Girls Rock! PGH: Teaching girls life lessons through rock ’n’ roll

By: Katie Auwaerter | Asst. Features Editor

Features - Girls Rock (courtesy of Girls Rock)Music is a powerful tool. It influences society’s opinions and beliefs and can be used to change the world.

Those at Girls Rock! Pittsburgh are using the power of rock n’ roll to empower young women and teach them important life lessons. A program that started in Portland, Ore., Girls Rock! Pittsburgh launched its summer camp program in 2013, where girls learn about gaining confidence, showing respect and using cooperation through the power of making music.

Vanessa Veltre, one of the co-organizers for the local Girls Rock! program, explained that there are over 50 Girls Rock! camps around the world, with Pittsburgh’s inaugural camp being held in 2013.

“It made a lot of sense to be here. I think that we have a really great community here of women musicians and all around good people who are really supportive of us. It just made a lot of sense for it to come to Pittsburgh,” Veltre said.

Each camper is put into a band, where the band members work together to create a name and logo, screen print t-shirts, learn the instruments and write a song that is performed at a showcase at the end of the camp. The bands also record the song that they wrote, which is compiled onto a CD for the campers to remember their experience.

Jodi Morrison, one of the coordinators on fundraising, operations, marketing and gear committees for Girls Rock! Pittsburgh, volunteered with one of the Girls Rock! camps in Brooklyn. When she came back home to Pittsburgh and saw that the program was coming, she had to get involved because she loved how transformative the experience is. She explains that they remove the idea of perfection to allow the girls to experiment and explore the various aspects of the musical process.

“Many come in on Monday morning so timid and trying so hard to be perfect in actions, thoughts and appearance. They desperately want to fit in and so they act how they think, or were told, they should. On Friday, after a week of being accepted for who they are, listened to, challenged and after realizing that what they have to offer has value, they become jaw-droppingly confident, opinionated, powerful individuals. It’s awe-inspiring,” Morrison said.

Madeleine Campbell, a Duquesne music school alumni who graduated this past December, is the gear and equipment coordinator as well as a programming coordinator for Girls Rock! Pittsburgh. Having been familiar with the Girls Rock! program when she lived in North Carolina, Campbell jumped at the opportunity when she saw the call for volunteers in the Pittsburgh area. What began as a one-day offer to help record the Girls Rock! CD turned into Campbell becoming involved in multiple aspects of the camp.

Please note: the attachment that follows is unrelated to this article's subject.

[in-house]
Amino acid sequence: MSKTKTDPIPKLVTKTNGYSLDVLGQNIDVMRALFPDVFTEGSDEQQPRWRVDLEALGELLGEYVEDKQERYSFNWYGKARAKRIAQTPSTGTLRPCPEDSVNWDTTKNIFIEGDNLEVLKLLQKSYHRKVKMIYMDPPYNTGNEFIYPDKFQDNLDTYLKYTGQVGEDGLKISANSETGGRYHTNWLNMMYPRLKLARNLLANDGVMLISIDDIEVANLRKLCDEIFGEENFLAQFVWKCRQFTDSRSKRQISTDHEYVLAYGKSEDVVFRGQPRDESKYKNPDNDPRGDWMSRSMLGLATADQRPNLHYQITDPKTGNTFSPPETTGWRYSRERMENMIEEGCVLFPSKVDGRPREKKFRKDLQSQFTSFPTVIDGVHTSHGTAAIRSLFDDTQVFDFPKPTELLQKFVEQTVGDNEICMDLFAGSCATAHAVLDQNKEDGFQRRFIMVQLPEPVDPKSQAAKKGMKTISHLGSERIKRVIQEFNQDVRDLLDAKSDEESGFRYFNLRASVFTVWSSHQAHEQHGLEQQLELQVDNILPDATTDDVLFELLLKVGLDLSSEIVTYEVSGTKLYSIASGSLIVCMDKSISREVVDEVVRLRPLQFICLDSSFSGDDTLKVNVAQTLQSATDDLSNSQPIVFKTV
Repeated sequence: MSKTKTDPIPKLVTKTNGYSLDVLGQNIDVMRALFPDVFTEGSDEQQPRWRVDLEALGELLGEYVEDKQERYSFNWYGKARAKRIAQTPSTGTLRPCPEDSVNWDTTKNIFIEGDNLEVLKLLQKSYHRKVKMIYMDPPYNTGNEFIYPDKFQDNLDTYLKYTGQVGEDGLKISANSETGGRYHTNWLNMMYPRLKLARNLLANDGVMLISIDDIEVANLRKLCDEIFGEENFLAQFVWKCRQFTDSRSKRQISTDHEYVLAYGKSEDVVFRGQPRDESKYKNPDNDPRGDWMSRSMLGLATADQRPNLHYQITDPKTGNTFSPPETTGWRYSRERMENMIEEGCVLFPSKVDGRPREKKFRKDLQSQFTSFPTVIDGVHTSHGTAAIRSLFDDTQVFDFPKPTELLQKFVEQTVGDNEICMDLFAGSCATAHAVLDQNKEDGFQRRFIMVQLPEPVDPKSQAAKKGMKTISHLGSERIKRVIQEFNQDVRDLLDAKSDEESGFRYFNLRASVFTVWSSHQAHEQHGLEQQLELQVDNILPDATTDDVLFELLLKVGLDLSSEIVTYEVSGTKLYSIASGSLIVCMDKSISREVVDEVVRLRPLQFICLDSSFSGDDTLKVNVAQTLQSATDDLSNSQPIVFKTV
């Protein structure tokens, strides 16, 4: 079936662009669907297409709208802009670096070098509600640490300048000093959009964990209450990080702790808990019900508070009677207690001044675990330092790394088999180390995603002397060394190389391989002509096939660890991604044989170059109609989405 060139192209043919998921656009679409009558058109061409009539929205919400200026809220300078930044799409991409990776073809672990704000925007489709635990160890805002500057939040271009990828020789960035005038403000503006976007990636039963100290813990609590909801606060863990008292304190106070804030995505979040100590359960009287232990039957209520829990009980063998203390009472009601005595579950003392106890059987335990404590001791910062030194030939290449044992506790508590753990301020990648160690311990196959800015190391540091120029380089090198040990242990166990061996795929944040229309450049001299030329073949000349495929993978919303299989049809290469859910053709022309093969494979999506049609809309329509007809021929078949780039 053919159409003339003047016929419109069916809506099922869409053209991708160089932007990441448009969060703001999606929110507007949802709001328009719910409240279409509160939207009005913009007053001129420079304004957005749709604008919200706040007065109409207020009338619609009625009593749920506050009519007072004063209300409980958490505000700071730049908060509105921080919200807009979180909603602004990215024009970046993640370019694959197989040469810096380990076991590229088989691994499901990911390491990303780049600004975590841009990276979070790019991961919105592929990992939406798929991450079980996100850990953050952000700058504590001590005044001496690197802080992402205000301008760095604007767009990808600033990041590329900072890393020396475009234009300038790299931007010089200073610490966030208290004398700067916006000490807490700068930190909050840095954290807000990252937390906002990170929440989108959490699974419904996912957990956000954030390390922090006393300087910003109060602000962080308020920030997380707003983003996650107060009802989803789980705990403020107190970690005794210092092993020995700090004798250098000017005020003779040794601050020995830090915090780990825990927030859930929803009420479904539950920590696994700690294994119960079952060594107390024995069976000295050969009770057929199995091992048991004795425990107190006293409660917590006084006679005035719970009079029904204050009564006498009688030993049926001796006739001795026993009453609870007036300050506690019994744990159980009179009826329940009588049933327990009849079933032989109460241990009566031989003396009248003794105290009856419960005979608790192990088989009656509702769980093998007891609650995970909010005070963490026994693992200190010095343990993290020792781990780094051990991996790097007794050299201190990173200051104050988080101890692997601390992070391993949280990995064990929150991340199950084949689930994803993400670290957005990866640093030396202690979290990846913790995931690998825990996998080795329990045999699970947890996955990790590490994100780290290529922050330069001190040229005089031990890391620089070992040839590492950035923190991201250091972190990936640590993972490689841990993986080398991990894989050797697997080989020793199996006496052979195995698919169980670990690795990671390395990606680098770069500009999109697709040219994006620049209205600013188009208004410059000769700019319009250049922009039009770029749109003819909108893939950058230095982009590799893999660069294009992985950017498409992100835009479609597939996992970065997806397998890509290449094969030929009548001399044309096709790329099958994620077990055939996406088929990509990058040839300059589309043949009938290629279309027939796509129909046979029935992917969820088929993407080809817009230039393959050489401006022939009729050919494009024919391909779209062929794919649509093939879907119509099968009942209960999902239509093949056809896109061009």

“I think Girls Rock! is a really important organization because there’s not as much discussion in the music industry for women in terms of running shows, running venues, you know, women aren’t as visible in music,” Campbell said.

“We wanted to have an event that was fun for the girls so an hour before the movie screening we had the instruments set up that the girls were able to rock out on a little bit. Some of them were able to play their songs from the camp and some experimented on instruments they never played before, which was a lot of fun,” Veltre said.

This past Sunday, the Girls Rock! Program came together for 2013 Girls Rock! Pittsburgh CD Release Party. The CD, which was professionally edited and mastered at Treelady studios in Pittsburgh, gave the campers the full experience of being an artist in the music industry. The CD also became available this past Tuesday on Bandcamp for $3.

Along with the CD Release, the event offered a screening of the Girls Rock! documentary, which covers the original Girls Rock! program in Portland, Ore.

“It’s a really cool way for people who don’t know much about us to get a 90-minute dose of what we do throughout the week. It chronicles the camp in Portland and follows the stories of four girls and shares their experiences and everything they learned,” Veltre said.

Despite the heavy focus on the different aspects of the music industry, Campbell explains that the true purpose of the camp has nothing to do with music.

“Music is our vehicle but music is not the point of camp. If these girls walk away from camp and never touch an instrument again that’s totally fine. We want them to know that they have the power to do it and they can do whatever they want and that their ideas and opinions are valuable. Music is just a vehicle that we use to help them realize the power of their own voice.”